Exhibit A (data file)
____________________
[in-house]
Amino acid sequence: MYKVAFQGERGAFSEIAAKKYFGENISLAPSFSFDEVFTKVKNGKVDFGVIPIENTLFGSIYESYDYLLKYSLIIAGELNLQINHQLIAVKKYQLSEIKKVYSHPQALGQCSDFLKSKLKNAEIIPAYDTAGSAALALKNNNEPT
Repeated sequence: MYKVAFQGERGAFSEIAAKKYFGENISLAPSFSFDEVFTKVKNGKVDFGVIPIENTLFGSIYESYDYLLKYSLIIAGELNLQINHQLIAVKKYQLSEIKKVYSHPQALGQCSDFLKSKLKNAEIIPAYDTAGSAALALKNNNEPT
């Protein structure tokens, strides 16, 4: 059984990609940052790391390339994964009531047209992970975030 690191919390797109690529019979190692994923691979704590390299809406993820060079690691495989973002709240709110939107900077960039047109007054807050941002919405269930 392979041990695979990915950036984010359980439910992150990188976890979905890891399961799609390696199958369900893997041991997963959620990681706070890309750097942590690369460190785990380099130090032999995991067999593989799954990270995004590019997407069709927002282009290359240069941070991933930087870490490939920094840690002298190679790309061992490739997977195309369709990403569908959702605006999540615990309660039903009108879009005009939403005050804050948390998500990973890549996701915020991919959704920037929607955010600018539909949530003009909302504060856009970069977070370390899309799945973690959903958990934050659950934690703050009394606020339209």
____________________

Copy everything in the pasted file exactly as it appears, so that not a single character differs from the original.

[in-house]
Amino acid sequence: MYKVAFQGERGAFSEIAAKKYFGENISLAPSFSFDEVFTKVKNGKVDFGVIPIENTLFGSIYESYDYLLKYSLIIAGELNLQINHQLIAVKKYQLSEIKKVYSHPQALGQCSDFLKSKLKNAEIIPAYDTAGSAALALKNNNEPT
Repeated sequence: MYKVAFQGERGAFSEIAAKKYFGENISLAPSFSFDEVFTKVKNGKVDFGVIPIENTLFGSIYESYDYLLKYSLIIAGELNLQINHQLIAVKKYQLSEIKKVYSHPQALGQCSDFLKSKLKNAEIIPAYDTAGSAALALKNNNEPT
């Protein structure tokens, strides 16, 4: 059984990609940052790391390339994964009531047209992970975030 690191919390797109690529019979190692994923691979704590390299809406993820060079690691495989973002709240709110939107900077960039047109007054807050941002919405269930 392979041990695979990915950036984010359980439910992150990188976890979905890891399961799609390696199958369900893997041991997963959620990681706070890309750097942590690369460190785990380099130090032999995991067999593989799954990270995004590019997407069709927002282009290359240069941070991933930087870490490939920094840690002298190679790309061992490739997977195309369709990403569908959702605006999540615990309660039903009108879009005009939403005050804050948390998500990973890549996701915020991919959704920037929607955010600018539909949530003009909302504060856009970069977070370390899309799945973690959903958990934050659950934690703050009394606020339209």